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Introduction to There Are No Dumb Questions About Money: Answers and Advice to Help You Make the Most of Your Finances

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Liz Weston introduces her book, which is a series of Q&As based on personal finance questions she has answered over the years in her newspaper column.
This chapter is from the book

Introduction

Everybody has questions about money. The more questions you have, the more reluctant you may be to ask them.

That’s because there’s a myth in our society that some people are just naturally “good” with money. So naturally, everybody else must be “bad”—or, at least, dumb—if they’re not sure what to do.

The reality is, no one is born a money expert. Those who are “good” with money had to learn—by reading, asking questions, and consulting people who know more than they do. No one knows everything, and the only dumb questions are the ones you don’t ask.

When I have questions about money, I’m lucky enough to be able to consult some of the best financial minds in the country. I can call on financial planning legends such as Harold Evensky, Deena Katz, and Ross Levin (and they’ll answer my calls!). If I’m puzzled about a credit issue, I can turn to the folks at FICO who helped create the leading credit score or the experts at Credit.com, including Gerri Detweiler, who live and breathe this stuff. For supremely complicated issues, such as our ever-changing tax laws and the intricacies of planning for incapacity, I can talk to the supremely smart analysts at tax research firm CCH and the equally brilliant lawyers with the National Academy of Elder Law Attorneys.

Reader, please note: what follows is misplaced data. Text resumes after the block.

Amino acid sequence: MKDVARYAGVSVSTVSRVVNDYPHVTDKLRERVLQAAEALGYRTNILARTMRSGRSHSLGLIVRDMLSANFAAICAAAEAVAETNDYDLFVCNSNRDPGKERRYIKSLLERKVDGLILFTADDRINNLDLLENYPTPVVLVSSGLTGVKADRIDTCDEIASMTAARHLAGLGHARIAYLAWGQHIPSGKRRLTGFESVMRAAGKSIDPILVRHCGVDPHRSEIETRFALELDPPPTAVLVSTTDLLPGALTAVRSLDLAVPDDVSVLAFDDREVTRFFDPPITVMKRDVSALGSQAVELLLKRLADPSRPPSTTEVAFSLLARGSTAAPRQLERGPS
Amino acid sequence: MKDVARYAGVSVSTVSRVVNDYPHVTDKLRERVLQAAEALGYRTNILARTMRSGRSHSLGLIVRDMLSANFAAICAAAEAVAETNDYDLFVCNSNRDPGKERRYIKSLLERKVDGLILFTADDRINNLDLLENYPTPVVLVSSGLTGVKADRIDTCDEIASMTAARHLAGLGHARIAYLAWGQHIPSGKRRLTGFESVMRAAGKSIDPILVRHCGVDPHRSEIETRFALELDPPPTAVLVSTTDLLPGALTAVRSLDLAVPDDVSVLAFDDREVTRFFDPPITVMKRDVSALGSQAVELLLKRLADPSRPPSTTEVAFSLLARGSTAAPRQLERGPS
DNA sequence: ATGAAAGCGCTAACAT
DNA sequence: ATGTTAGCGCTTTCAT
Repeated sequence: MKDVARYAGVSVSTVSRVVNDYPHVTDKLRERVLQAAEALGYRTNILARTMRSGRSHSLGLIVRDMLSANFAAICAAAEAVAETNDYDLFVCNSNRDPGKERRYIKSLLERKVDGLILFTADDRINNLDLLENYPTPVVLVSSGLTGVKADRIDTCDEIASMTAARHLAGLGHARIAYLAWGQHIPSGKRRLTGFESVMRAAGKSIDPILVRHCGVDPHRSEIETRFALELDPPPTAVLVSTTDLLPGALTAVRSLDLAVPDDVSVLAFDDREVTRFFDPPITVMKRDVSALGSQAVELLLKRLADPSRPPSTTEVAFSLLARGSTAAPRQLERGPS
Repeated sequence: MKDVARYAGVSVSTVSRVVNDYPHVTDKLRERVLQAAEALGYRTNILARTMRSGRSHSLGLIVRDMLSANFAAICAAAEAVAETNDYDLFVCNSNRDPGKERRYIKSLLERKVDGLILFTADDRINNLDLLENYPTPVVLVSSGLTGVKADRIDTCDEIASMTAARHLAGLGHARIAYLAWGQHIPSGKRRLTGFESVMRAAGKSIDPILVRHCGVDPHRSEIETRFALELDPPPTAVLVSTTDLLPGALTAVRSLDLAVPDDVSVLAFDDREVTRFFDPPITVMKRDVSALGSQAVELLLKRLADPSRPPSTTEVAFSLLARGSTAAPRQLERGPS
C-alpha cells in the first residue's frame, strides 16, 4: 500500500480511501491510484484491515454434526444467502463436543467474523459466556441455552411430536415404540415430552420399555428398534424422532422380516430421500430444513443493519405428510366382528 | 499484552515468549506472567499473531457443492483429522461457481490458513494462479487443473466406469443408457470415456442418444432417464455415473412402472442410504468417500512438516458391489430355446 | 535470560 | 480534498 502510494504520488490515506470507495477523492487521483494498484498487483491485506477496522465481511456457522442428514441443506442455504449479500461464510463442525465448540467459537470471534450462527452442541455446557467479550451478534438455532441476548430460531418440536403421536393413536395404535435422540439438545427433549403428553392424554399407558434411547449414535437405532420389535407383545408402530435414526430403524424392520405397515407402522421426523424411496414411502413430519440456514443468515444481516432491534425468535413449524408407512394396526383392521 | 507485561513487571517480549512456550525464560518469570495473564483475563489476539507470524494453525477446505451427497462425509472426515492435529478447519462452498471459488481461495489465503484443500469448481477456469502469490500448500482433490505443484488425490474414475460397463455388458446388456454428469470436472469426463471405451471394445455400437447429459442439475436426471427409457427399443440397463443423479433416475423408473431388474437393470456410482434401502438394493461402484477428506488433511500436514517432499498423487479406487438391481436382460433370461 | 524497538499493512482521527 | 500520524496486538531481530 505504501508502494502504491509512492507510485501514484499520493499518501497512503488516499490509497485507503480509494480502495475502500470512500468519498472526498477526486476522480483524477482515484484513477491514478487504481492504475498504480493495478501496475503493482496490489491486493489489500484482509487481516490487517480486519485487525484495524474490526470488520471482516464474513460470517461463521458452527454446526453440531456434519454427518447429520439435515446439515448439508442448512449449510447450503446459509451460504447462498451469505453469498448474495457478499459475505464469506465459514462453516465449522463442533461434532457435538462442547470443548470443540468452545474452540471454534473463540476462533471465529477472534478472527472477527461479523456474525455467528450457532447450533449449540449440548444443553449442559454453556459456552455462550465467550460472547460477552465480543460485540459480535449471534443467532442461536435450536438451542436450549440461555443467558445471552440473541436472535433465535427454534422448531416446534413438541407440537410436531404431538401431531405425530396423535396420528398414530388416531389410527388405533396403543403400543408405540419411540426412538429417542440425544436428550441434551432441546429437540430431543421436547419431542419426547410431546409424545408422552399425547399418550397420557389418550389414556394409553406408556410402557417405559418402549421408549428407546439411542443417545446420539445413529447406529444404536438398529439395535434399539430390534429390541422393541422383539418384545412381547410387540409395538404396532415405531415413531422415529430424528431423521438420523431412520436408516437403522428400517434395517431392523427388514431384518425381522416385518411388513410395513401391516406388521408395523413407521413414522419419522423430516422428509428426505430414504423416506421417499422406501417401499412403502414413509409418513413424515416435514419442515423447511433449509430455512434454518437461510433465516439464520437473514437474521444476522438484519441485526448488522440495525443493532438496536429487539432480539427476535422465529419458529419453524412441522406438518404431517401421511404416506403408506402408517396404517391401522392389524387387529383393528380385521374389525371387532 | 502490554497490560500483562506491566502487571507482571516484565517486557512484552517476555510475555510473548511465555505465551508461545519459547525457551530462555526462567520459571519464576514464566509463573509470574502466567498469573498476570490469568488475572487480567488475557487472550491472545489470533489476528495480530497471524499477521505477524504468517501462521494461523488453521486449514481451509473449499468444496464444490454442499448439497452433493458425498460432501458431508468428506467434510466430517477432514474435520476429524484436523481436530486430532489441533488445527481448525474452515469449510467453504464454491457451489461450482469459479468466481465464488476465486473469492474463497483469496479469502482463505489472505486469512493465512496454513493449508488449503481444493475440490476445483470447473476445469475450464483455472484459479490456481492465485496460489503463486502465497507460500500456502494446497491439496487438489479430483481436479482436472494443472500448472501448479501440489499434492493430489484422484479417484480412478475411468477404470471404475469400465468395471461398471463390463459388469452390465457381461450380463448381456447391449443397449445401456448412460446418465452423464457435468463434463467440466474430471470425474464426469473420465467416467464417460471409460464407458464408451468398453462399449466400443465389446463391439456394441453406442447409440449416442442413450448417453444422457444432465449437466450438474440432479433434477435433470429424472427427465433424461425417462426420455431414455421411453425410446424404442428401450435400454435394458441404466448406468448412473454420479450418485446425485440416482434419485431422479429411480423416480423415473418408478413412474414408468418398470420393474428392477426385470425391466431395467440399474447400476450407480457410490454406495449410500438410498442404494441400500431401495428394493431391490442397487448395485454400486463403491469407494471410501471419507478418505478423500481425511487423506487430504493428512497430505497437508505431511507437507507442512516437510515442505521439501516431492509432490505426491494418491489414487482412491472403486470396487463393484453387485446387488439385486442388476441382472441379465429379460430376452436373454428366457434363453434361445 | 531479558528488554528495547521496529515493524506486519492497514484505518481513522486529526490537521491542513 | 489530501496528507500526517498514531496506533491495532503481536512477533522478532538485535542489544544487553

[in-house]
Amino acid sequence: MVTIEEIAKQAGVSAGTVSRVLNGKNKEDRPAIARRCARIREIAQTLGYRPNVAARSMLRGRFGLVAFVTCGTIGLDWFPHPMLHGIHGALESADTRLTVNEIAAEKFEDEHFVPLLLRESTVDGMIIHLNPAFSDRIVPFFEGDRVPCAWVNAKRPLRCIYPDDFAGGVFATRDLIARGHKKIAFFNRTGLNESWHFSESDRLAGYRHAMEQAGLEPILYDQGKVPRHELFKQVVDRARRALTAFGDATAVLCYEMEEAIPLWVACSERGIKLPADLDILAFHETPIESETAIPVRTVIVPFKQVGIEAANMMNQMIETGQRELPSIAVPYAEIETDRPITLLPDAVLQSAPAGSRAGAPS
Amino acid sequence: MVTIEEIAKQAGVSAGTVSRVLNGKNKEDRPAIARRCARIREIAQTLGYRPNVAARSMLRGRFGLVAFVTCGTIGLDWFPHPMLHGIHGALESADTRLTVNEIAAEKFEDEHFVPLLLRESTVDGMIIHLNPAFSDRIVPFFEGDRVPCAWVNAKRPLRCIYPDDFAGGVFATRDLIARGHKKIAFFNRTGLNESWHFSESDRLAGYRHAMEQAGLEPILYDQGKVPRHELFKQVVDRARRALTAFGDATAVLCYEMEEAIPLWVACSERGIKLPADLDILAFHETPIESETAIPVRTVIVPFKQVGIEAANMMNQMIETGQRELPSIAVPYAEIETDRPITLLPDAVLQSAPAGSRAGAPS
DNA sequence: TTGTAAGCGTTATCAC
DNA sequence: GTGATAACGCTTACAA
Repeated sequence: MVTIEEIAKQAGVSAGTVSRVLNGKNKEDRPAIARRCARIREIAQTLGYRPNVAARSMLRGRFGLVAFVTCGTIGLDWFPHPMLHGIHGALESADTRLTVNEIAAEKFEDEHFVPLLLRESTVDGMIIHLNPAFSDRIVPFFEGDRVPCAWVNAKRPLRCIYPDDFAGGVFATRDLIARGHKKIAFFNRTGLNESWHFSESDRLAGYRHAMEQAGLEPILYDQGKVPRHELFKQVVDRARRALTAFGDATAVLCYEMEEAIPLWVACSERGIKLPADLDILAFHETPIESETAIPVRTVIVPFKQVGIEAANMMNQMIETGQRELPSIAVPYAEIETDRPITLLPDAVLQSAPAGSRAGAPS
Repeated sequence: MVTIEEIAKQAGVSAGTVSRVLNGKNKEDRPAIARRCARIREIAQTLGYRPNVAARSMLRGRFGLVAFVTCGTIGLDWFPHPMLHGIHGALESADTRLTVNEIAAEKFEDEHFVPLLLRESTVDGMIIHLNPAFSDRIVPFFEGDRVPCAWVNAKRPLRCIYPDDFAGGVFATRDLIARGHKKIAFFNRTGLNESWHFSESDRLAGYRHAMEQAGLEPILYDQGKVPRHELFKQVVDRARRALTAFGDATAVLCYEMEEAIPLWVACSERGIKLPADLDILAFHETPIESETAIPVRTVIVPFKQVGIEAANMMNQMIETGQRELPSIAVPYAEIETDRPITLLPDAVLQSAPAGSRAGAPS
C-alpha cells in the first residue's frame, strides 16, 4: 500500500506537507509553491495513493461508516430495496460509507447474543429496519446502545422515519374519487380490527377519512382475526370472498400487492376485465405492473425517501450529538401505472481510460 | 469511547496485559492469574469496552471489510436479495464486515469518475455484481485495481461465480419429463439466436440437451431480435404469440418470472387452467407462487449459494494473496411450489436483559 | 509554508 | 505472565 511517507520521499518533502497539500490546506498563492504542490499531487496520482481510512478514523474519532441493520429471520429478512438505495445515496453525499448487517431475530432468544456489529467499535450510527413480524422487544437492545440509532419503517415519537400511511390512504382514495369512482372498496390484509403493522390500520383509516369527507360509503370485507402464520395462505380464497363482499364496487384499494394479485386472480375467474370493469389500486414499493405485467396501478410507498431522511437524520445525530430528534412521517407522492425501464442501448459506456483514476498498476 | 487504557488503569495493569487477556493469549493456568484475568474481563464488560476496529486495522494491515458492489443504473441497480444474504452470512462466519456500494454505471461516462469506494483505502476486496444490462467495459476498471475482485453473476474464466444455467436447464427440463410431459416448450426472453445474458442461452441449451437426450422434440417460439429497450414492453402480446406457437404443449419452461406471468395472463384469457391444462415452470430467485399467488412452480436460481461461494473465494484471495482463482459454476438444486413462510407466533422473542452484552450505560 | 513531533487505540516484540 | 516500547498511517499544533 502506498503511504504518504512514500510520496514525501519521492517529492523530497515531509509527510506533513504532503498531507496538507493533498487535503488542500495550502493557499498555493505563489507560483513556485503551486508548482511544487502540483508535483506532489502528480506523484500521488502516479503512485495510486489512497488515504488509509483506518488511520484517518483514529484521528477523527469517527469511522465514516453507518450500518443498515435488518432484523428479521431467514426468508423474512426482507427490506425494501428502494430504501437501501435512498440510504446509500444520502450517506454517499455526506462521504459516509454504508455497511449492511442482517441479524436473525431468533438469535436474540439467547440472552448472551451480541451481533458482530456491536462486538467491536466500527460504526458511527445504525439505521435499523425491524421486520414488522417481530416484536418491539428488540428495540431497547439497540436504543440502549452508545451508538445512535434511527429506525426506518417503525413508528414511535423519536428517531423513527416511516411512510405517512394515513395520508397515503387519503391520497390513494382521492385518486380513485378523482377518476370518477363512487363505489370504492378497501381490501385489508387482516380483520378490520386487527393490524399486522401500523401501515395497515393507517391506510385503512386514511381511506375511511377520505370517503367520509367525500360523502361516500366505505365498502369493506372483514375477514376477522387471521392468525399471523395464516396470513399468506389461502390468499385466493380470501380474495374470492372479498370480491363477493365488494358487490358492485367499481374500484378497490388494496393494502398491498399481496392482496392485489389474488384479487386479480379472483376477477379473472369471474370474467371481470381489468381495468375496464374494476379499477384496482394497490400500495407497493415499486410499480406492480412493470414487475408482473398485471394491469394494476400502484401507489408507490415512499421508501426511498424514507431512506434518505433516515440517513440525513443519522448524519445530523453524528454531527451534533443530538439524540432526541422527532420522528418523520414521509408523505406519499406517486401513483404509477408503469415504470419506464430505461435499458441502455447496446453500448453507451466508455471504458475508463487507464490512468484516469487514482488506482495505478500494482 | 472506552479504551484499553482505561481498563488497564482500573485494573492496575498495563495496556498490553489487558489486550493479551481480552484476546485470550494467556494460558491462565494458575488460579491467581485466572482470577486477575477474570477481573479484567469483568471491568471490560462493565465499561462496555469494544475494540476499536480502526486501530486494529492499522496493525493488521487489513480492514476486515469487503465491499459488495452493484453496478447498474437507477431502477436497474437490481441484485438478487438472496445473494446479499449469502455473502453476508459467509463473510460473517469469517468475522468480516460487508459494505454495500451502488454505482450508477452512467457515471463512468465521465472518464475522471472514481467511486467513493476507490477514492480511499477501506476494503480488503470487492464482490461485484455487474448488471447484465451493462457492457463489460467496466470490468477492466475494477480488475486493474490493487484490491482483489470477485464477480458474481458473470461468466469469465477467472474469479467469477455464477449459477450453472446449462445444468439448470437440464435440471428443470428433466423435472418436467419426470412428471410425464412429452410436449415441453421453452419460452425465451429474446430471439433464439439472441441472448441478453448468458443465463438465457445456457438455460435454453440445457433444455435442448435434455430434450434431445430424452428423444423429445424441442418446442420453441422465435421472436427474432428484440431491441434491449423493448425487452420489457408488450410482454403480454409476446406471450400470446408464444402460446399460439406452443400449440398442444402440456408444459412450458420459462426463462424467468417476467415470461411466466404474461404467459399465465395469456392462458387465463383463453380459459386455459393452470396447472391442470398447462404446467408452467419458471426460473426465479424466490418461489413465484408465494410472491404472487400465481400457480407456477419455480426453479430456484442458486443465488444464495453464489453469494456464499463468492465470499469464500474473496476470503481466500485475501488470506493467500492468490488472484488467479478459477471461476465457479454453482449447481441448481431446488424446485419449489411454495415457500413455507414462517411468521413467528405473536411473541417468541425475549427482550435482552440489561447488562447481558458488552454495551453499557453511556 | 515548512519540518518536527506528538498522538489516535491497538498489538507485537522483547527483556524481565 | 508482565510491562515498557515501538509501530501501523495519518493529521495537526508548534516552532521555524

So what you read in my columns is definitive, authoritative, and well researched. I’m not just opining or telling you what worked for me. I’m giving you solid information from the best sources available so that you can feel comfortable you’re getting straight answers to your questions.

The Q&As in this book are based on questions I’ve answered over the years in my newspaper column, “Money Talk,” which appears in the Los Angeles Times, Stars & Stripes, and the Oregonian, among other papers. You can find the original versions of my answers on my Web site, AskLizWeston.com.

So why buy this book if you can read those posts for free? Here are a few reasons:

  • Newspaper column space is limited. I get only a few inches to respond to often-complicated questions. This book format allows me to expand on my original replies, offering more context, more detailed explanations, and lots of links so you can research further, if you’d like.
  • This book is organized. Each chapter tackles an important financial topic and develops it from start to finish. The information you need is right at your fingertips—you don’t have to sort through a pile of posts to find it.
  • This book is timely. Laws change. Economies shift. Companies alter their policies. So I’ve updated where necessary, reflecting new laws and new industry practices where applicable.
  • This book benefits from your follow-up questions. If I haven’t answered a question clearly or I’ve missed an important component, I’ll hear about it immediately. You’ll send me an email, make a comment on my site, or post on my Facebook page. I’ll usually respond to those questions either right away or in another column, but here I’m able to incorporate the additional information right from the start.

This book may not answer every question you have, but it will answer many of them and point you to resources that can help you answer the rest. Not everybody is “good” with money—but anybody can be, by asking the right questions.

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